Globalisation driving increase in international offshoring of research and
development centres, finds OECD report
11/10/2005 - Offshoring of research and development is on the rise, with
more multinationals setting up research and development (R&D) laboratories
abroad, according to a new OECD report. In Hungary and Ireland, for example,
foreign companies account for 70% of industrial R&D but the role played by
foreign affiliates varies widely around the world. At over 40%, the share of
R&D conducted by multinationals is also high in the Czech Republic,
Portugal, Spain and Sweden, compared to less than 5% in Japan.

According to the OECD Science, Technology and Industry Scoreboard 2005, the
importance of non-OECD-countries in driving global innovation is increasing
fast. China has become the third largest R&D performer behind the United
States and Japan, largely due to the rapid growth in researcher salaries
that have encouraged talented Chinese scientists and engineers to remain in

Japan is the least active OECD country in international co-operation in
patenting. Less than 4% of domestic inventions in Japan are owned by
foreigners, compared with over 12% in the United States and 37.5% in the
United Kingdom. Japan is also the least involved in international
collaboration, with less than 3% of its patents being the result of such
collaboration, compared with almost 12% for the United States and over 21%
for the United Kingdom.

The Scoreboard also reveals worrying evidence of falling interest in
scientific studies in OECD countries, with only one in four on average
graduating in those subjects. Students and skilled workers are also becoming
more mobile, with flows into the OECD increasingly coming from outside the
OECD area. In Australia, Canada, New Zealand and Switzerland, more than 30%
of highly-skilled workers are migrants; in Japan and Korea, migrants account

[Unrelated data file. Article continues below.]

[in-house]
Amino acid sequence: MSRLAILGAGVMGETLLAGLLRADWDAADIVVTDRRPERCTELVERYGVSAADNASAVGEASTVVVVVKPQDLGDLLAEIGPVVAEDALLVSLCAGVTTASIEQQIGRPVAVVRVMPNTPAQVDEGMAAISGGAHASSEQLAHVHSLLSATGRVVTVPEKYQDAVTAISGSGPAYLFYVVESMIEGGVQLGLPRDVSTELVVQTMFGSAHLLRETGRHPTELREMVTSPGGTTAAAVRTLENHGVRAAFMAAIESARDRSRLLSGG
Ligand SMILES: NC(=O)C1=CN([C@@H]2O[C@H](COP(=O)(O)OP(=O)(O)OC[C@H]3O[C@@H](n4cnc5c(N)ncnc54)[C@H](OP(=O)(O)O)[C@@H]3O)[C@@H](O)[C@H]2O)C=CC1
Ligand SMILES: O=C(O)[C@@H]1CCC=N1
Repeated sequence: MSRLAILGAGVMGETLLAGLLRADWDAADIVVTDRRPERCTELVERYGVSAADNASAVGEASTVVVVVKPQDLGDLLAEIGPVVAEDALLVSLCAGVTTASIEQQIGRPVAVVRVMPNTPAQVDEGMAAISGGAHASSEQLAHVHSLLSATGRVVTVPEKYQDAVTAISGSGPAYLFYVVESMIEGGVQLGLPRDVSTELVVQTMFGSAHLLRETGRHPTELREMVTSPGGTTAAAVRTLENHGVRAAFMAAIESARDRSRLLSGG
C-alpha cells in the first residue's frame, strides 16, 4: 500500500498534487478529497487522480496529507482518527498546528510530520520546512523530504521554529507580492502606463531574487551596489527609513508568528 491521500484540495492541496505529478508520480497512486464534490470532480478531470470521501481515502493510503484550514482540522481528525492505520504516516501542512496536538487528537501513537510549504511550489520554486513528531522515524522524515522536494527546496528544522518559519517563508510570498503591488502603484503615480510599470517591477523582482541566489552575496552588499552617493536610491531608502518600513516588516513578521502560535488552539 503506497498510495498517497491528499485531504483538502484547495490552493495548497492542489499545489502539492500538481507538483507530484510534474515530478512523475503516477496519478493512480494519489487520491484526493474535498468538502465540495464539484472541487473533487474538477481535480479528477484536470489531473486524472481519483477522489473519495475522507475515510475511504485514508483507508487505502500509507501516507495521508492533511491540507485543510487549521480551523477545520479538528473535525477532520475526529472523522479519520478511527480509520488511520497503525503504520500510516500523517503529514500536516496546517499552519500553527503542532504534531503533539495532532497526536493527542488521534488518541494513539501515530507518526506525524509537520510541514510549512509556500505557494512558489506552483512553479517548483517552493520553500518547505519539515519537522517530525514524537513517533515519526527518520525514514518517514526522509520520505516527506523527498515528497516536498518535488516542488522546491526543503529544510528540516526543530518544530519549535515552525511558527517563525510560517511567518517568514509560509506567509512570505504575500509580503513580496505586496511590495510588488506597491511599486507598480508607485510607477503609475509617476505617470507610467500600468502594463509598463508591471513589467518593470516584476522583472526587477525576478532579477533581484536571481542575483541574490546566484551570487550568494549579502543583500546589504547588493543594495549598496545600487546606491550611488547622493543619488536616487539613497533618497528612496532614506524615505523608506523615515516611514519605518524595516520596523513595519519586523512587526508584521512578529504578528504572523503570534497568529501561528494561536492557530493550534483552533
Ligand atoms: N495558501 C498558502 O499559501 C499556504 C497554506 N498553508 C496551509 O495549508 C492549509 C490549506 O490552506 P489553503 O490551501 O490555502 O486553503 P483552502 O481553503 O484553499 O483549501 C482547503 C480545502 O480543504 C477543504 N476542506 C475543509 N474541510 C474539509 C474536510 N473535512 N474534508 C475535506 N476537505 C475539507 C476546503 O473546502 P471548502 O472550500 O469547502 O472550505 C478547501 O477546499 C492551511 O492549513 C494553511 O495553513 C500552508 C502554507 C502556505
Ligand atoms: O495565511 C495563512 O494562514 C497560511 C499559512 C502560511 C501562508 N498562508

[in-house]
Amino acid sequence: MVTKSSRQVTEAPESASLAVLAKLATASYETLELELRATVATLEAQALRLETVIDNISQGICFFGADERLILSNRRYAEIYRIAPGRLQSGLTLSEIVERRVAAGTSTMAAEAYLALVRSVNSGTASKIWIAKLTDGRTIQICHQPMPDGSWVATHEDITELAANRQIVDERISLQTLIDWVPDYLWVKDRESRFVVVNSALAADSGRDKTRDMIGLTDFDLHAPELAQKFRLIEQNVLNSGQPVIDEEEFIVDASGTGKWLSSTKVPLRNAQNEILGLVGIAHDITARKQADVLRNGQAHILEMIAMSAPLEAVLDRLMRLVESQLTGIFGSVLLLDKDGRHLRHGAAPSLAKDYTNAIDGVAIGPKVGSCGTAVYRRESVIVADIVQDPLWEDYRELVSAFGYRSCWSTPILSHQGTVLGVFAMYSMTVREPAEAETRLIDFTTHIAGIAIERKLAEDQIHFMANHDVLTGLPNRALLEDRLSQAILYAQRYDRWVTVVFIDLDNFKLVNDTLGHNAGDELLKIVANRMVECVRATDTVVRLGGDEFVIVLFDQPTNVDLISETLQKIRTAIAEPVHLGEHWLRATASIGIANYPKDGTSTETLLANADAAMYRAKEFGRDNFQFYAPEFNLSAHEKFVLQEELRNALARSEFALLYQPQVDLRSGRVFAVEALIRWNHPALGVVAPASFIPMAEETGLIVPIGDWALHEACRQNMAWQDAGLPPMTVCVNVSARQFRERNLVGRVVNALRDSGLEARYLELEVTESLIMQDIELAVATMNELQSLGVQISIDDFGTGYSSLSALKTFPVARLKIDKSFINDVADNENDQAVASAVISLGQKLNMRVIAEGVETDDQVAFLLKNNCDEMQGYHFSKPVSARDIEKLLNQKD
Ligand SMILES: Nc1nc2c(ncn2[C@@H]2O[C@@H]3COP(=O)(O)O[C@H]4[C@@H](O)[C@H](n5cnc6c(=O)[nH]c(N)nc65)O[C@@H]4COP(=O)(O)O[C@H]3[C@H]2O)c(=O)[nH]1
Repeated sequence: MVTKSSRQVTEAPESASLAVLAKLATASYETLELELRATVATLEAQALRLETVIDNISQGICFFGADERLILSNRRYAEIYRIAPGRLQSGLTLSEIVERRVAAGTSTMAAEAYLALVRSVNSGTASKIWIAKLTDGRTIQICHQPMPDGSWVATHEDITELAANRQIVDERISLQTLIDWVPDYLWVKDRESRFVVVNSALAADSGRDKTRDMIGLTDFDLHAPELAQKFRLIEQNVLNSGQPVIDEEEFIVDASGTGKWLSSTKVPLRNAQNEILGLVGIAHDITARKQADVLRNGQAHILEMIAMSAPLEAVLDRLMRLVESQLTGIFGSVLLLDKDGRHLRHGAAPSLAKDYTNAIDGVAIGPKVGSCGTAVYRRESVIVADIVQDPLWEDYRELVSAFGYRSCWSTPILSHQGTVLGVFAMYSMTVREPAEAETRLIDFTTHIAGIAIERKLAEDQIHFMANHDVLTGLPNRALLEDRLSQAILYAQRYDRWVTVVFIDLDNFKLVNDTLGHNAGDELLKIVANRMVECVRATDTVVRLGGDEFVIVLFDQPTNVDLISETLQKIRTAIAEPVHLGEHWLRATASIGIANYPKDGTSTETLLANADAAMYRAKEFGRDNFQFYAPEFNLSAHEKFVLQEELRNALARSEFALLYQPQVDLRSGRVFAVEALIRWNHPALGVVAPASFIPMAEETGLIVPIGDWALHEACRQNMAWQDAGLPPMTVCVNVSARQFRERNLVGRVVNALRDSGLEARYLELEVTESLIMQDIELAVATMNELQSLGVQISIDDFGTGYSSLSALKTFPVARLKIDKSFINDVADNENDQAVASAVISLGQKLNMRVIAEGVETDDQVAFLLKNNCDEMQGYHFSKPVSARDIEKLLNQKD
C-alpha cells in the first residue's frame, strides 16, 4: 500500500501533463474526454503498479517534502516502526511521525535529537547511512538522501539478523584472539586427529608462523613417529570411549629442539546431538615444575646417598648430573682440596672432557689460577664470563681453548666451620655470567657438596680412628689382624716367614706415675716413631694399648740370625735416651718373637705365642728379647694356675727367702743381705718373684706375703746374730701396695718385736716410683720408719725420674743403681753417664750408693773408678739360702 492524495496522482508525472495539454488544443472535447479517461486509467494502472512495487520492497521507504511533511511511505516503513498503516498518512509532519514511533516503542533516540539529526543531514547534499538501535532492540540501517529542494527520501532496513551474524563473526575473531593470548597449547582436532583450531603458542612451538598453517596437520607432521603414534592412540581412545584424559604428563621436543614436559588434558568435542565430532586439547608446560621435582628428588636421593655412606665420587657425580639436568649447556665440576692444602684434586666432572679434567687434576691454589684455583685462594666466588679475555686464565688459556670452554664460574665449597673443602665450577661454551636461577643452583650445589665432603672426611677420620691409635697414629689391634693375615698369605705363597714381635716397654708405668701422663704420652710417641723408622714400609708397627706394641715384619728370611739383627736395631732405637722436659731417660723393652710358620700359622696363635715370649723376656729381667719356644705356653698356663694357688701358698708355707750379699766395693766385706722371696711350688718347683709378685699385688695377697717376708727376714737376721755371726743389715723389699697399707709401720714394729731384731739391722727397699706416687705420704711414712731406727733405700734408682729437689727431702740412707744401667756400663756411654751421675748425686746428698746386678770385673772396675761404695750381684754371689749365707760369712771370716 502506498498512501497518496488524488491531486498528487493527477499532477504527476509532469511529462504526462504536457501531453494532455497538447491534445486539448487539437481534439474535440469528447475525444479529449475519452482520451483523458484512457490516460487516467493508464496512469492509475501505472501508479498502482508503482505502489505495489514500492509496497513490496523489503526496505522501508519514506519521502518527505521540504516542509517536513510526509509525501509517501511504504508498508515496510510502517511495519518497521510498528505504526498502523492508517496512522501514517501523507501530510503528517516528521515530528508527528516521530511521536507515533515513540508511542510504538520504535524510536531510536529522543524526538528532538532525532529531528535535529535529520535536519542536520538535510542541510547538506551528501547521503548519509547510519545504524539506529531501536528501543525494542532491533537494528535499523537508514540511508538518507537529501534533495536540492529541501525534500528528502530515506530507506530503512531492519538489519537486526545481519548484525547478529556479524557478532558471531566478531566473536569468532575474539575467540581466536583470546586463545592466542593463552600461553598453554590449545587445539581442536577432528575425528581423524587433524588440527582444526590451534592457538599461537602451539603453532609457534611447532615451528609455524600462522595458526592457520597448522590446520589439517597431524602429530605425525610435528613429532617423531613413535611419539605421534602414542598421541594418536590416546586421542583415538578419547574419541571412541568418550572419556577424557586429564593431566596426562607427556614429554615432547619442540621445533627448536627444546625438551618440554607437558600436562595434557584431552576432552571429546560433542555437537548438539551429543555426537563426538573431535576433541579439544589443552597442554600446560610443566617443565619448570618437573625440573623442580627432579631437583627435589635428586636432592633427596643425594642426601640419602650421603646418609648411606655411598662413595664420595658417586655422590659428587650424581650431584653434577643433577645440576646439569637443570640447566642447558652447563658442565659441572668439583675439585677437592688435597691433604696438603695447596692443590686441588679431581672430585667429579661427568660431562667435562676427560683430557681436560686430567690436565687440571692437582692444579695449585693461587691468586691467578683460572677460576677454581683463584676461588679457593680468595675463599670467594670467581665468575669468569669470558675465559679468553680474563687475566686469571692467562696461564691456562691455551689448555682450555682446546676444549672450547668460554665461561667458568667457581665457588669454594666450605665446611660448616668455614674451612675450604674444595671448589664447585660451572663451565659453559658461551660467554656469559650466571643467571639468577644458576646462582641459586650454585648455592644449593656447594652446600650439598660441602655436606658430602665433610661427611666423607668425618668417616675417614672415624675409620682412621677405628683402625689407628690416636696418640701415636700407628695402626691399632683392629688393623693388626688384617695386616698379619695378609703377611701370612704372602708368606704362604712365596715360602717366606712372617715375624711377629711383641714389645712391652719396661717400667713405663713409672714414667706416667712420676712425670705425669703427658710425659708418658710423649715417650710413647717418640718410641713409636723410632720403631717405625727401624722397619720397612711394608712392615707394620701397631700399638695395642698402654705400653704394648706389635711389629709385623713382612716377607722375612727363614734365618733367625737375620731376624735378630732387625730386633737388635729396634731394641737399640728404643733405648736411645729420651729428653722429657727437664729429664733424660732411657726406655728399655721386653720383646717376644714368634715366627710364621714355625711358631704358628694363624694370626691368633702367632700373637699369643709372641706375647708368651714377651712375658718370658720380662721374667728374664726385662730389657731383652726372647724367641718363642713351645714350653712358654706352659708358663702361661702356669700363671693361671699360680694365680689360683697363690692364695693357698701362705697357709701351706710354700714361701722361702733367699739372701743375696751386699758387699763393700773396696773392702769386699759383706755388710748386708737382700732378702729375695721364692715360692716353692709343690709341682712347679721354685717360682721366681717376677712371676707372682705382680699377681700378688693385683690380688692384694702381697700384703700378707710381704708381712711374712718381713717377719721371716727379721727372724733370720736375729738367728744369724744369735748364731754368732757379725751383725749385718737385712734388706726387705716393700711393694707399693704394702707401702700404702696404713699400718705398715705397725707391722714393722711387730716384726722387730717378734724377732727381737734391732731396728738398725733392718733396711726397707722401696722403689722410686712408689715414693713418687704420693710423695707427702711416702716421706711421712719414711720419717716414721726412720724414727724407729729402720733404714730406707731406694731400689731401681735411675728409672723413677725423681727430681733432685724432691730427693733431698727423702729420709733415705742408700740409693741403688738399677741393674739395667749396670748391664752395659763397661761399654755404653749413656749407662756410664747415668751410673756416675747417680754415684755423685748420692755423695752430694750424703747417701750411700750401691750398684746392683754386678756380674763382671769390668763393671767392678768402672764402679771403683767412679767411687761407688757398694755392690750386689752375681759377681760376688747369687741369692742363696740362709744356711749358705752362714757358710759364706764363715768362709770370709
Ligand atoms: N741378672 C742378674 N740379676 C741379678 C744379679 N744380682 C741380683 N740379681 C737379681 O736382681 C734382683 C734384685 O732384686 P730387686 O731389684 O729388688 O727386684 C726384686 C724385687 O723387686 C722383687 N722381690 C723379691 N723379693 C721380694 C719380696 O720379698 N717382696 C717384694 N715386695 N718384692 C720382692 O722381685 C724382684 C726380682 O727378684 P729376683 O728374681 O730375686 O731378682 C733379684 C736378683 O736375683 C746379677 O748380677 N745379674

for less than 1% of highly-skilled workers.

With a wide range of internationally comparable indicators, the OECD
Scoreboard gives policy makers and analysts a comprehensive overview of the
growing impact of globalisation on the knowledge economy. In addition to
analysis of developments in the international mobility of researchers and
scientists, the growth in patenting, the role of multinational companies and
the rapid diffusion of new information technologies, it also focuses on the
emergence of key international players outside the OECD area, notably China
and Russia.

Among its findings are :

Since 1995, annual R&D spending has grown faster in the EU (3.3%) than in
the US and Japan, reaching (2.7%).
While business still accounts for about two-thirds of total R&D spending in
the OECD area, its role has declined, most significantly in the United
States and slightly in the European Union.
Three quarters of the increase in R&D spending by the US government since
2001 was devoted to defence R&D.
In 2003, China had the highest number of researchers in the world (863,000),
behind the US (1.3 million) but ahead of Japan (675,000) and the Russian
Federation (487,000).
Sweden is the OECD¹s biggest investor in R&D as a percentage of GDP (3.98%),
followed by Finland ( 3.49%), Japan (3.15%) and Iceland (3.04%).
Australia, Sweden and the US received the largest boost to GDP growth from
investment in information and communications technology (ICT) between 1995
and 2003, of around 0.8 percentage points annually, or around one-quarter of
total GDP growth. In Japan and the United Kingdom, about 0.6% of GDP growth
was due to ICT capital, while in France and Germany ICT contributed less
than 0.4% each year.
The rapid rise in the number of people with high-speed Internet access (118
million OECD subscribers by end of the 2004) and who are often connected to
the 24 hours a day is posing a growing threat to online privacy and
security. In 2004, Internet users in Korea and Spain were most likely to
have had their computer infected by a virus. For businesses, Australia,
Finland and Japan were worst affected.
A new threat has emerged with the rise in broadband connections, involving
networks of computers being controlled remotely without the owner¹s
knowledge, so-called bot-nets. These are driving the growth in spam, denial
of service attacks and phishing. In the second half of 2004, the United
Kingdom, Portugal, Greece, Spain and Sweden had the highest rates of
infected computers.
Use of Internet Telephony is also increasing dramatically. Between October
2004 and April 2005, the number of users of one Voice over Internet
Telephony provider, Skype, doubled or tripled in most countries. More than
one in ten people in Israel, Chinese Taipei and Denmark now subscribe to
Skype, and usage has tripled in France, Germany, Spain, the United Kingdom
and the US, among others.
The report is available for journalists from the password protected website
or from SourceOECD ( For more
information, the journalists should contact the OECD's Media Relations
Division. For further information about this report, please contact Dirk
Pilat (tel. + 33 1 45 24 87 49), OECD¹s Science, Technology and Industry
Directorate (see website

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